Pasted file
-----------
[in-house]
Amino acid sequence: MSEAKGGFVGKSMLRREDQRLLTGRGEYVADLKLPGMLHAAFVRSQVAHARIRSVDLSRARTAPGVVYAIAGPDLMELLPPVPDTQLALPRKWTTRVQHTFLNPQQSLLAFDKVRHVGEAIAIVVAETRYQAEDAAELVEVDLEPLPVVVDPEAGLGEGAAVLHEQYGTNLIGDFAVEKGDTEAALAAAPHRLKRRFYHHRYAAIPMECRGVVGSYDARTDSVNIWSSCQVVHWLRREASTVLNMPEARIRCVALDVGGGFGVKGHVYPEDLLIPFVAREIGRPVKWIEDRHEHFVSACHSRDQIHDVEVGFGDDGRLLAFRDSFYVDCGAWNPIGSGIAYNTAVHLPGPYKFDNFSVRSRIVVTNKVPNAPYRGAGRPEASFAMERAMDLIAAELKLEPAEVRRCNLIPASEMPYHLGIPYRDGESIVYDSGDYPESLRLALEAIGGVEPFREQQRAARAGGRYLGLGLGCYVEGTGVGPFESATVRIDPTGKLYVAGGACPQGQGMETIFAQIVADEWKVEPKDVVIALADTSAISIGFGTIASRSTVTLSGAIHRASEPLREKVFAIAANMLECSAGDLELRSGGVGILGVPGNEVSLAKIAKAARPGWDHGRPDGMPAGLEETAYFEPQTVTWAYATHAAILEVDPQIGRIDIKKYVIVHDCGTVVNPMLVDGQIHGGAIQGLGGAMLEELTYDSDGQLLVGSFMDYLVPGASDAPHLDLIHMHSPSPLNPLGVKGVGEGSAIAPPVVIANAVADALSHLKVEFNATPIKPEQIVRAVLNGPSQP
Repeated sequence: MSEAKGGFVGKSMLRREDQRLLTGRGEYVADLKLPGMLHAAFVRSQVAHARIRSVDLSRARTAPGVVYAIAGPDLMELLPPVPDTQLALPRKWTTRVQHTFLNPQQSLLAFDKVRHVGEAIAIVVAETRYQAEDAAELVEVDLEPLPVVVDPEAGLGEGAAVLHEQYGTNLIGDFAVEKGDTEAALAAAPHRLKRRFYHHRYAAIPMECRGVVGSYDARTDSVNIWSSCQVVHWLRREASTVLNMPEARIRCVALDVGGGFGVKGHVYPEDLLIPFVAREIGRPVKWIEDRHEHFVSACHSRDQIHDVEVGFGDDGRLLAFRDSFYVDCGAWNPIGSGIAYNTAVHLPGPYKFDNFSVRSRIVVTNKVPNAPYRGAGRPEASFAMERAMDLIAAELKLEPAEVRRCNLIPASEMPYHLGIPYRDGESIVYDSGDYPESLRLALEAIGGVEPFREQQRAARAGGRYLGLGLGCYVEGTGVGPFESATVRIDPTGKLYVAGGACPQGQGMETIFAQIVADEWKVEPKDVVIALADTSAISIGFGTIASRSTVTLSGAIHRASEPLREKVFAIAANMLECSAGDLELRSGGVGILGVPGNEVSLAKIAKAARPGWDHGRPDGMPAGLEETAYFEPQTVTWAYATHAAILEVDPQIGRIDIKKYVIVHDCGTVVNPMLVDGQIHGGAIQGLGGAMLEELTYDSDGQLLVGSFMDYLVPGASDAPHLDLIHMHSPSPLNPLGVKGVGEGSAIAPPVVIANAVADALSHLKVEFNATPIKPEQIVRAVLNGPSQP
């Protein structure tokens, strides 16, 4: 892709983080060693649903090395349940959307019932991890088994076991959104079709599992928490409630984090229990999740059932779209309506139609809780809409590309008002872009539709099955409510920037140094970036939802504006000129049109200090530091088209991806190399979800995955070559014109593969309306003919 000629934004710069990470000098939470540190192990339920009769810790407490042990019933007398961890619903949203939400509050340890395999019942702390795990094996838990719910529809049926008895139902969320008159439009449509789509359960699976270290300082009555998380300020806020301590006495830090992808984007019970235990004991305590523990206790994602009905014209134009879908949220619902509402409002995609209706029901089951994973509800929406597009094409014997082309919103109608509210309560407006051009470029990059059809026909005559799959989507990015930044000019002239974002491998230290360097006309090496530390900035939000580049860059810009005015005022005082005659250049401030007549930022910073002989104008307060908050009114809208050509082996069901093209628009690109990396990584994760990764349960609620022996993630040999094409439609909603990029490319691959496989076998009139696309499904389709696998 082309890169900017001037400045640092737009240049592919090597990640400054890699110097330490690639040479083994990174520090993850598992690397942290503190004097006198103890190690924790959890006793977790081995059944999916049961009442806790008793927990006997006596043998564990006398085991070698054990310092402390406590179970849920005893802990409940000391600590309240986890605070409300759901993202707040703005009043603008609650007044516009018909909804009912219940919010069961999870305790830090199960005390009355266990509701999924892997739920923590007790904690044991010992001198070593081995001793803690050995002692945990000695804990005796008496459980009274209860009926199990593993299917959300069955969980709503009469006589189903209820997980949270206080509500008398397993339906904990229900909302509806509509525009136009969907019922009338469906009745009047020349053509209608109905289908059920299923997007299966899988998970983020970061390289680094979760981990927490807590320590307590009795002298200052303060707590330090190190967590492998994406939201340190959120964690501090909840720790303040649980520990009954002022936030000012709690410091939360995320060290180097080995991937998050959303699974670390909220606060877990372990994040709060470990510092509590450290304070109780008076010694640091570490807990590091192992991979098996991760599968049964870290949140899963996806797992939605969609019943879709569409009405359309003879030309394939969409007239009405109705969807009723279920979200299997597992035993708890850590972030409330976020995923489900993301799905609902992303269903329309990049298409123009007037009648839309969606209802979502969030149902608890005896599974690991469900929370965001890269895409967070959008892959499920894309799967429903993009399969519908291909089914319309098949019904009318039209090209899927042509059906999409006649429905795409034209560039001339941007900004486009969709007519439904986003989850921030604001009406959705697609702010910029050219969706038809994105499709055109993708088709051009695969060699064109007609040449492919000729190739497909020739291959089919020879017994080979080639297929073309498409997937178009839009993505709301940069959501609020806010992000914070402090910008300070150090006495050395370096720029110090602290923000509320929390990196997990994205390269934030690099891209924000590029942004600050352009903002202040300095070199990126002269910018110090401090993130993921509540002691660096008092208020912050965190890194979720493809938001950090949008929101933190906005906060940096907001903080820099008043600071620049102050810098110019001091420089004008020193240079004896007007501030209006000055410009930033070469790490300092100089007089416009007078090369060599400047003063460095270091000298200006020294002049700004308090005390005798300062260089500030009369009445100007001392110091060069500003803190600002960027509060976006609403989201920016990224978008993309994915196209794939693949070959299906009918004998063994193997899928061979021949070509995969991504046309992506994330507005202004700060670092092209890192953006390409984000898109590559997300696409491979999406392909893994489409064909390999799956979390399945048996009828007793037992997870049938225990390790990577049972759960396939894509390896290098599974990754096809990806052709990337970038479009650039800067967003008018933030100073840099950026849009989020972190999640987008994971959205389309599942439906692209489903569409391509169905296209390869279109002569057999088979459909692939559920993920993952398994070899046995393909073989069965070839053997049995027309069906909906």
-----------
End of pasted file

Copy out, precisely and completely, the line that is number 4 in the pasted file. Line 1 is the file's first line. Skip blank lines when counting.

């Protein structure tokens, strides 16, 4: 892709983080060693649903090395349940959307019932991890088994076991959104079709599992928490409630984090229990999740059932779209309506139609809780809409590309008002872009539709099955409510920037140094970036939802504006000129049109200090530091088209991806190399979800995955070559014109593969309306003919 000629934004710069990470000098939470540190192990339920009769810790407490042990019933007398961890619903949203939400509050340890395999019942702390795990094996838990719910529809049926008895139902969320008159439009449509789509359960699976270290300082009555998380300020806020301590006495830090992808984007019970235990004991305590523990206790994602009905014209134009879908949220619902509402409002995609209706029901089951994973509800929406597009094409014997082309919103109608509210309560407006051009470029990059059809026909005559799959989507990015930044000019002239974002491998230290360097006309090496530390900035939000580049860059810009005015005022005082005659250049401030007549930022910073002989104008307060908050009114809208050509082996069901093209628009690109990396990584994760990764349960609620022996993630040999094409439609909603990029490319691959496989076998009139696309499904389709696998 082309890169900017001037400045640092737009240049592919090597990640400054890699110097330490690639040479083994990174520090993850598992690397942290503190004097006198103890190690924790959890006793977790081995059944999916049961009442806790008793927990006997006596043998564990006398085991070698054990310092402390406590179970849920005893802990409940000391600590309240986890605070409300759901993202707040703005009043603008609650007044516009018909909804009912219940919010069961999870305790830090199960005390009355266990509701999924892997739920923590007790904690044991010992001198070593081995001793803690050995002692945990000695804990005796008496459980009274209860009926199990593993299917959300069955969980709503009469006589189903209820997980949270206080509500008398397993339906904990229900909302509806509509525009136009969907019922009338469906009745009047020349053509209608109905289908059920299923997007299966899988998970983020970061390289680094979760981990927490807590320590307590009795002298200052303060707590330090190190967590492998994406939201340190959120964690501090909840720790303040649980520990009954002022936030000012709690410091939360995320060290180097080995991937998050959303699974670390909220606060877990372990994040709060470990510092509590450290304070109780008076010694640091570490807990590091192992991979098996991760599968049964870290949140899963996806797992939605969609019943879709569409009405359309003879030309394939969409007239009405109705969807009723279920979200299997597992035993708890850590972030409330976020995923489900993301799905609902992303269903329309990049298409123009007037009648839309969606209802979502969030149902608890005896599974690991469900929370965001890269895409967070959008892959499920894309799967429903993009399969519908291909089914319309098949019904009318039209090209899927042509059906999409006649429905795409034209560039001339941007900004486009969709007519439904986003989850921030604001009406959705697609702010910029050219969706038809994105499709055109993708088709051009695969060699064109007609040449492919000729190739497909020739291959089919020879017994080979080639297929073309498409997937178009839009993505709301940069959501609020806010992000914070402090910008300070150090006495050395370096720029110090602290923000509320929390990196997990994205390269934030690099891209924000590029942004600050352009903002202040300095070199990126002269910018110090401090993130993921509540002691660096008092208020912050965190890194979720493809938001950090949008929101933190906005906060940096907001903080820099008043600071620049102050810098110019001091420089004008020193240079004896007007501030209006000055410009930033070469790490300092100089007089416009007078090369060599400047003063460095270091000298200006020294002049700004308090005390005798300062260089500030009369009445100007001392110091060069500003803190600002960027509060976006609403989201920016990224978008993309994915196209794939693949070959299906009918004998063994193997899928061979021949070509995969991504046309992506994330507005202004700060670092092209890192953006390409984000898109590559997300696409491979999406392909893994489409064909390999799956979390399945048996009828007793037992997870049938225990390790990577049972759960396939894509390896290098599974990754096809990806052709990337970038479009650039800067967003008018933030100073840099950026849009989020972190999640987008994971959205389309599942439906692209489903569409391509169905296209390869279109002569057999088979459909692939559920993920993952398994070899046995393909073989069965070839053997049995027309069906909906």